Florida Gov. Ron DeSantis signed a bill on Thursday to strengthen his state’s ability to combat antisemitism and emphasized that there has never been a “Palestinian” state in the Land of Israel or elsewhere.
The Republican politician was in Israel, where he keynoted a conference organized by The Jerusalem Post and the Simon Wiesenthal Center’s Museum of Tolerance.
“When your focus is only on one Jewish state, and you hold it up to a different standard than any other country in the world, that is antisemitism,” said DeSantis.
“We are doing what we can do in Florida to enhance the ability to hold people accountable when that really crosses the line into threatening conduct. We are fighting back,” added the Republican, who is considering a 2024 U.S. presidential run.
“We must reject those who reject Israel’s right to exist,” he said.
The governor said that the historic biblical heartland of Judea and Samaria should be viewed as “disputed territory,” as the Trump administration referred to it, and not as “occupied territory,” as much of the international community labels it.
“It’s disputed territory. Okay, you had a [U.N.] Partition Plan and ’48. Israel obviously declared independence, they were willing to accept that partition. The Arabs rejected the partition, they went to a war rather than accept partition,” DeSantis said at the conference.
“Those are the most historic Jewish lands there are going back thousands and thousands of years. There’s never been a Palestinian Arab entity,” he continued.
He said that he would not fund the “Palestinians” or organizations such as UNRWA (the United Nations Relief and Works Agency for Palestine Refugees) if they engage in terrorism.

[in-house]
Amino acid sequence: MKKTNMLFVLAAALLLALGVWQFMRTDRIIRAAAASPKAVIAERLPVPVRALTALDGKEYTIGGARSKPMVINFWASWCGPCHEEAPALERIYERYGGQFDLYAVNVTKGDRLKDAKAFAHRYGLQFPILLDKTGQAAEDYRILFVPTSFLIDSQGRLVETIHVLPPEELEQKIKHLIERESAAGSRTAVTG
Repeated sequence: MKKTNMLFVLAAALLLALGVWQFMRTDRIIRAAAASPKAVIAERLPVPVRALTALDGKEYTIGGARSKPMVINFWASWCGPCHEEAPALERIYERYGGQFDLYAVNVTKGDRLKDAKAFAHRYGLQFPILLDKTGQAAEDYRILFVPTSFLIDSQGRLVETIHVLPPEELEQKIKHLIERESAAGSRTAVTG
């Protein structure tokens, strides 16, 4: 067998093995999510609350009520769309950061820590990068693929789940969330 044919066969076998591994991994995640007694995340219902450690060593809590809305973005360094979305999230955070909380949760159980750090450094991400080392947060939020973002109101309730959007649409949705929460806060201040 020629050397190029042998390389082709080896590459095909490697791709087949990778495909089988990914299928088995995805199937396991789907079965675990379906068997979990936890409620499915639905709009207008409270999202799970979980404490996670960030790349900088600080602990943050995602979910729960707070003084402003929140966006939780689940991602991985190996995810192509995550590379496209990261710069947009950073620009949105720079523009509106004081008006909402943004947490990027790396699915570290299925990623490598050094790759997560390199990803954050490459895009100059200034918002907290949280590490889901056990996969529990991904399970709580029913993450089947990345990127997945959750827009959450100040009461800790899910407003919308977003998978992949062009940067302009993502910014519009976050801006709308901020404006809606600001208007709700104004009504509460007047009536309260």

DeSantis vowed that the U.S. embassy would “remain in Jerusalem no matter where the political winds of change blow,” and emphasized that Washington “must defend Israel against disfavored treatment by the U.N. and agenda-driven international bodies.”
Former U.S. President Donald Trump relocated the embassy from Tel Aviv to the Israeli capital in May 2018.
With respect to the debate in Israel over the government’s judicial reform initiative, DeSantis urged the Biden administration to refrain from intervening.
“You’re a smart country. You can figure it out. We shouldn’t butt into these important issues,” said the governor.
He also noted that Iran views the United States as its “No. 1 enemy,” with Israel just behind it.
The governor is a staunch supporter of Israel and has fought the Boycott, Divestment and Sanctions movement.
He is slated to meet with Prime Minister Benjamin Netanyahu and with representatives of Israeli companies interested in investing in Florida. Israel is Florida’s 19th-largest source of foreign investment, DeSantis’s office has said.
DeSantis, who was visiting Israel with his wife, Casey, noted that they gathered holy water from the Sea of Galilee to baptize their three children, and called the story of Israel’s rebirth 75 years ago a “momentous development” in world history.
“Just as David defeated Goliath, the Jewish people beat the odds,” he said. Israel has faced more challenges than perhaps any other country has in the 75 years since its independence, he added.
The current trip is his fifth to Israel, including three as a congressman.